Between the years 1200 and1600, vast quantities of sand were brought inshore from offshore bars as a result of centuries of ferocious storms, to form a series of dune systems along the South Wales coastline. Today, as a result of many housing, leisure, and industrial developments only a few remnants exist. On one such remnant at Porthcawl, Wales, UK, became a caravan site in the 1930s, which was abandoned in 1993 for political reasons. Within 27 years a minimum of 120,000 m3 of sand was transported from the adjacent beach and formed dunes >4 m in height along a 400- m frontal edge that extended some 130 m inland, approximately a third of the site. Typical vegetation found along the frontal part of the system are Ammophila arenaria (marram), Agropyron junceiforme (sand couch grass) and Euphorbia maritimum (spurge). To the rear of the system, vegetation included Agrostis tenuis and stolonifera, (bent and creeping bent grass), Cirsium avense (creeping thistle), and Caluna vulgaris (heather). A 4-m-high and c. 3000m2 area of a vigorous stand of Hippophae rhamnoides (sea buckthorn) has also formed. The rapidity of dune formation and vegetation colonization is staggering.
Revealing geomorphic changes after the occurrence of a seismic event on the south coast of Puerto Rico (2020)
Kevián Pérez-Valentín, Maritza Barreto-Orta, Aurelio Castro, Alfredo Montañez-Acuña, and Nahir Cabrera-Valentín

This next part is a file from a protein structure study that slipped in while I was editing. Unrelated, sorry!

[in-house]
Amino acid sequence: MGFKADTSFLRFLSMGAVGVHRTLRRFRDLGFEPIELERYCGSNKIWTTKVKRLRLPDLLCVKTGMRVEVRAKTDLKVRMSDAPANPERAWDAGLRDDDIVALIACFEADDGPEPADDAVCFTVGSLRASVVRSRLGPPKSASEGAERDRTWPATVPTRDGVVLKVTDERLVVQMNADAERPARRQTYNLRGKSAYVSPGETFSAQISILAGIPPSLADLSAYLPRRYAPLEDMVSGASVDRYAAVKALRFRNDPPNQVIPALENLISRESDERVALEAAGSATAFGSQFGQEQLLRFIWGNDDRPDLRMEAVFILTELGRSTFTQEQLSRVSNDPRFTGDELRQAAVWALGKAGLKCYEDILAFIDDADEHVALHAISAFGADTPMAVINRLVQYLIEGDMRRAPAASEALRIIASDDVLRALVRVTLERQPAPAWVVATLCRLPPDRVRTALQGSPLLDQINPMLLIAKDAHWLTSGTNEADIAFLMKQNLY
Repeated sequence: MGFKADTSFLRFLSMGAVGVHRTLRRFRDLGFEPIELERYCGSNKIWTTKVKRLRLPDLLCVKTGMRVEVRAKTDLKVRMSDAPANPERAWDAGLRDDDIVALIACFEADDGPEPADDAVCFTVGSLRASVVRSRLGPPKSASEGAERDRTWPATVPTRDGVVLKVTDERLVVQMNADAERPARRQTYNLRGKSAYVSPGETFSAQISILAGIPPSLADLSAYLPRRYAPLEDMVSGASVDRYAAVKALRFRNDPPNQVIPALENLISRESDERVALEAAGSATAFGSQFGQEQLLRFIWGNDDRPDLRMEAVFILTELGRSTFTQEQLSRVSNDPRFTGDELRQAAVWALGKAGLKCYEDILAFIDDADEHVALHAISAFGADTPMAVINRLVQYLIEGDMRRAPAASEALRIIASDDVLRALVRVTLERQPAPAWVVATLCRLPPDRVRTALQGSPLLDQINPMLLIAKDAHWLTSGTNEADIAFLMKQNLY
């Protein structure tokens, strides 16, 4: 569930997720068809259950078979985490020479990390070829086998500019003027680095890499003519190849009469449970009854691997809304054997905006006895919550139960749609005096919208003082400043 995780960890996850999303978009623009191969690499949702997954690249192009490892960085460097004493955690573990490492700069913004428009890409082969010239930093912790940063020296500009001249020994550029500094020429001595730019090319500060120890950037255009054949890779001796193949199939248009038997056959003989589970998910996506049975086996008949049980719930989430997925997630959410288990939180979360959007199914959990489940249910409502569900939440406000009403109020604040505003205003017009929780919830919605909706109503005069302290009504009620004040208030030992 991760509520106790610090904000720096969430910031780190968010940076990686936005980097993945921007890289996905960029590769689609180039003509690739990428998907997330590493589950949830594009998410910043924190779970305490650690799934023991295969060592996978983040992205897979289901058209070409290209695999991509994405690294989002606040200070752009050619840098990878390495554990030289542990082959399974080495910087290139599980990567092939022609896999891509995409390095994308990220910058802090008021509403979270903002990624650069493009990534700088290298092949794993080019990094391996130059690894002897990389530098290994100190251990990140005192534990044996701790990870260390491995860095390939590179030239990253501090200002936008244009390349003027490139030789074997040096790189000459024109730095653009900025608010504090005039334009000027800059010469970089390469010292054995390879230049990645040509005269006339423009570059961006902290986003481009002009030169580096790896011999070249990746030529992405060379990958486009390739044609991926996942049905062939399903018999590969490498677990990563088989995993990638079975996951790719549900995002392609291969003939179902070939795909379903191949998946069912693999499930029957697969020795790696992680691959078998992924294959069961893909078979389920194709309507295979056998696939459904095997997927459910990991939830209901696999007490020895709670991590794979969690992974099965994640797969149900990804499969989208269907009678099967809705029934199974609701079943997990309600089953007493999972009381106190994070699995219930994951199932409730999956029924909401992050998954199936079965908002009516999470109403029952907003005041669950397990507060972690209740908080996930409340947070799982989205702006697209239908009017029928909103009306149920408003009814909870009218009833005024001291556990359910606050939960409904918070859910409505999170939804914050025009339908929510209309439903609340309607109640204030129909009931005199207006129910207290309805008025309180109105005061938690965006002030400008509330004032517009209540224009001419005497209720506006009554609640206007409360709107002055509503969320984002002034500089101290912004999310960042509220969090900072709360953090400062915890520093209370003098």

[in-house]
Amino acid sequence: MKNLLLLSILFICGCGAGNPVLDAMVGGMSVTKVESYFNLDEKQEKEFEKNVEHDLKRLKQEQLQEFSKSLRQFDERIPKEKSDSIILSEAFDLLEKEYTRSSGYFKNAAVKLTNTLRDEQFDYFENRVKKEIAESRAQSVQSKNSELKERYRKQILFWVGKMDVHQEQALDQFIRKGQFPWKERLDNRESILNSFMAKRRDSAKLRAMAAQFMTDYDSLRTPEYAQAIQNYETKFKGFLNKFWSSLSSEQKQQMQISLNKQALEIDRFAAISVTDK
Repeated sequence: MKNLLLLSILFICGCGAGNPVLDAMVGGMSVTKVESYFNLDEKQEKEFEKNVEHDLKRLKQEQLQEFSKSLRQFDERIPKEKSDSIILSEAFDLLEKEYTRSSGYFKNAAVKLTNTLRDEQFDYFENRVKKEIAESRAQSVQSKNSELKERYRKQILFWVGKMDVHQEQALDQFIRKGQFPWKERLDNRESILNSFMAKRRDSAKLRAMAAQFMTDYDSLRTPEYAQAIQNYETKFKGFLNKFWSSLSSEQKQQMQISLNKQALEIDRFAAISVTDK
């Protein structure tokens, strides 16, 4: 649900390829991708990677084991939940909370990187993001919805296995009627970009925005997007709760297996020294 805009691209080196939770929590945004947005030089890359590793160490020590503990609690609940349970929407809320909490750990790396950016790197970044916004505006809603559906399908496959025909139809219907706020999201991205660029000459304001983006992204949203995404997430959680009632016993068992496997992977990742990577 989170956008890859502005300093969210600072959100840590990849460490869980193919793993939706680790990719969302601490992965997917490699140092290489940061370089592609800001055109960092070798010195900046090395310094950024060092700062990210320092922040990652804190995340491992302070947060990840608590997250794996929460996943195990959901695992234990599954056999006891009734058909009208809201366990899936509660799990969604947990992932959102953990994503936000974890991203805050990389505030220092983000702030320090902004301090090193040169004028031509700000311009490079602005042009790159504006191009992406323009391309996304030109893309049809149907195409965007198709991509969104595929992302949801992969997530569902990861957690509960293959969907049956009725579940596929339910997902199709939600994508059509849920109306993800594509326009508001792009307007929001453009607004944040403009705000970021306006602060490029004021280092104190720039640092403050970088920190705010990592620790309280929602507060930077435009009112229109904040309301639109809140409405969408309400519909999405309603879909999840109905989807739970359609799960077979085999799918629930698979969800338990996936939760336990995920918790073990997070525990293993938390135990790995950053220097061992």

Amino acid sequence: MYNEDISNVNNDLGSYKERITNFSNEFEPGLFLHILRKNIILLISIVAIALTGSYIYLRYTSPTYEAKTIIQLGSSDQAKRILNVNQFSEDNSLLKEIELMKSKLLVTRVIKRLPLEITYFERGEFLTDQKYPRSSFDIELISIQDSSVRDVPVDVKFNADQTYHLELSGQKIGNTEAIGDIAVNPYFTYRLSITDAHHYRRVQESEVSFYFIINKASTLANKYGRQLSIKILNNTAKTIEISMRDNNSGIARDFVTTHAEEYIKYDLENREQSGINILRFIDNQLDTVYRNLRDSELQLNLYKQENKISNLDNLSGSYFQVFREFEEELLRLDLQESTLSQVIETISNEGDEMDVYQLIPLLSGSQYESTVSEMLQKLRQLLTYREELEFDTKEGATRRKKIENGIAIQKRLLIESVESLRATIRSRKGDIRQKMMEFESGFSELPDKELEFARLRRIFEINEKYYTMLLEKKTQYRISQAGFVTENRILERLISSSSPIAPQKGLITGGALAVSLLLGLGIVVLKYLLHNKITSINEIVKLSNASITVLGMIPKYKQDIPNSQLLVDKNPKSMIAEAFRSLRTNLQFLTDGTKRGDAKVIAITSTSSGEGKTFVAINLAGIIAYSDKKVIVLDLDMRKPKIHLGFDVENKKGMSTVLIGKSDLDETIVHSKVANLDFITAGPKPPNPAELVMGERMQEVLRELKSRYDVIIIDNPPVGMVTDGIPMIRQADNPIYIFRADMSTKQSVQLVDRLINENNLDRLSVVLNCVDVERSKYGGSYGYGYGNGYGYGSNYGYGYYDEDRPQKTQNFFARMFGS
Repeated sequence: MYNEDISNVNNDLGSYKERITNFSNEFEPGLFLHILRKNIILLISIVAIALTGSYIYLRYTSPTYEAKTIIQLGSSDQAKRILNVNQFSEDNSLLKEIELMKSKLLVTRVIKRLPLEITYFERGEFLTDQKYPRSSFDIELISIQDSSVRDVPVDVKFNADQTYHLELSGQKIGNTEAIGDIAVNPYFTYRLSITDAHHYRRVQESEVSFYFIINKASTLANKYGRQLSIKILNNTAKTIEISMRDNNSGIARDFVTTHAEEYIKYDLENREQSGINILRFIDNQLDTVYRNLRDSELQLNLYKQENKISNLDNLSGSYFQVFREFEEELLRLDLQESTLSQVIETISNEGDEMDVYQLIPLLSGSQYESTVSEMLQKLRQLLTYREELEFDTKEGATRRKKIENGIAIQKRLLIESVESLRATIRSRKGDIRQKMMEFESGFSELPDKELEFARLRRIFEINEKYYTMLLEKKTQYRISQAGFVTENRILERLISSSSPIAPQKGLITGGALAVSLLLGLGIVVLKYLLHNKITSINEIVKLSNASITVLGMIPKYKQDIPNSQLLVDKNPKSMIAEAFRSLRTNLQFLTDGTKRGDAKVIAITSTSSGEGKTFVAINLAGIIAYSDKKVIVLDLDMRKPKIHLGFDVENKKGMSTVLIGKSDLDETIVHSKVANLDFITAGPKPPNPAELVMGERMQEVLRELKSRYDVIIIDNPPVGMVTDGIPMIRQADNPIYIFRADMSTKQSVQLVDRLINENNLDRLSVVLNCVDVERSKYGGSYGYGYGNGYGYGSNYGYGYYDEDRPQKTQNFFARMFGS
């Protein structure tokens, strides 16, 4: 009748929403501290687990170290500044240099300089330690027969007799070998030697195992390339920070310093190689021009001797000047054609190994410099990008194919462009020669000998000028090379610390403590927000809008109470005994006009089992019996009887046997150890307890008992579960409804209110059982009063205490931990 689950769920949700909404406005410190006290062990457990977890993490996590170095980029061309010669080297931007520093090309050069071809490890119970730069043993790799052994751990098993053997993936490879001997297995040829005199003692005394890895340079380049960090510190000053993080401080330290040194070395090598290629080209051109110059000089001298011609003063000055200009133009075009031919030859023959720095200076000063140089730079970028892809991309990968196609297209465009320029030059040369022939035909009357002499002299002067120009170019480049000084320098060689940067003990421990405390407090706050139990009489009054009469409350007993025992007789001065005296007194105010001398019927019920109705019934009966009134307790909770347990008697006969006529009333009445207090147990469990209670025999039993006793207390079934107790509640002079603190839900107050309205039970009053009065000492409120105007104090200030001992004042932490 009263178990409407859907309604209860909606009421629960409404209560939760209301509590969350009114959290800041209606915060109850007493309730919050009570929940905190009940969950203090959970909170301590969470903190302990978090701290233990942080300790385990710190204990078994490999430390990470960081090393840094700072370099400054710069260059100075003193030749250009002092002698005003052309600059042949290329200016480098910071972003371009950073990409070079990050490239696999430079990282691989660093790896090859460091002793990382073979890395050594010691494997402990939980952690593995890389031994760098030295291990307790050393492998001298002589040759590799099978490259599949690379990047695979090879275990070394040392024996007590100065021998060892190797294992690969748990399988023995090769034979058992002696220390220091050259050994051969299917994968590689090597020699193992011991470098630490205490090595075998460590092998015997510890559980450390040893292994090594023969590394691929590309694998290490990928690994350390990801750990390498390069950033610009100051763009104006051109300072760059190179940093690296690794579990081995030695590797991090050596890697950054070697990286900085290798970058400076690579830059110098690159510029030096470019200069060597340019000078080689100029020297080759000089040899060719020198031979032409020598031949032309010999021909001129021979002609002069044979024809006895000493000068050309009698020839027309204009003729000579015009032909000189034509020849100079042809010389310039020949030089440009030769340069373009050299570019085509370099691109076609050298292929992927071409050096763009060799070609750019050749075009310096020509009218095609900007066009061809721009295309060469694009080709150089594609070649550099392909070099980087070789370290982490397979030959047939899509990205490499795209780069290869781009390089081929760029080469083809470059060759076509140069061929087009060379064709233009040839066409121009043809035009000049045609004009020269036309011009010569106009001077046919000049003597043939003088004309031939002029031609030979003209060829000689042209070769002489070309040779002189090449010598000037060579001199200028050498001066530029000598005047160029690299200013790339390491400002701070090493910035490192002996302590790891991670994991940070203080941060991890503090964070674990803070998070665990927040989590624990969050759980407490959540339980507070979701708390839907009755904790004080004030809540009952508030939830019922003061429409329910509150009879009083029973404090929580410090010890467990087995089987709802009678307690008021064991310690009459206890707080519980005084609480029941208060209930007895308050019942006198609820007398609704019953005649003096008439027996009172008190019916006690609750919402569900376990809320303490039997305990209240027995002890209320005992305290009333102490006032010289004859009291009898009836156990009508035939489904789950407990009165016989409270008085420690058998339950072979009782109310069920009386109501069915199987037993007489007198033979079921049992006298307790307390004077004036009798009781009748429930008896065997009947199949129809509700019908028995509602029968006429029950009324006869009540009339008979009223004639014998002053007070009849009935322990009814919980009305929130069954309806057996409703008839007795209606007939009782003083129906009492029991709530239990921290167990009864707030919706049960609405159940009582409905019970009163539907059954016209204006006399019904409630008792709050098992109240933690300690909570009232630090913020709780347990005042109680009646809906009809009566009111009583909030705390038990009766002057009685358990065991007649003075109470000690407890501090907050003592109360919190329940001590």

A coastal geomorphological study was conducted to assess the impact of seismic events on the southern coast of Puerto Rico (PR). The goal of this study was to provide new information related to the state of the coast and its geomorphic changes associated with the seismic sequence of 28 December 2019 and the 6.4-magnitude earthquake of 7 January 2020. Coastal geomorphic changes and damage to infrastructure were documented using a combination of a geographic information system (GIS), remote sensing techniques (e.g. unmanned aircraft system [UAS] images), ground-penetrating radar (GPR), high-resolution aerial photos, and field inspection techniques. A geospatial analysis was performed to evaluate the effect of the earthquake events and understand its associated effect on coastal communities’ exposure to this hazard. The findings indicate that the 6.4-magnitude earthquake caused remarkable geomorphic changes, generating a new shape for the southern coast of PR. Coastal changes were characterized by localized coastal subsidence, coastal landslides (e.g. rockslides and rockfalls), the collapse of natural arch-forming sea stacks, changes in cliff profiles, lateral spreading, the destruction of coastal infrastructure, inland shoreline migration, and coastal flooding. This information will be useful for designing new management tools and recontextualizing existing coastal planning instruments in post-earthquake scenarios. These findings clarify the importance of seismic events and their influence on coasts within active tectonic settings.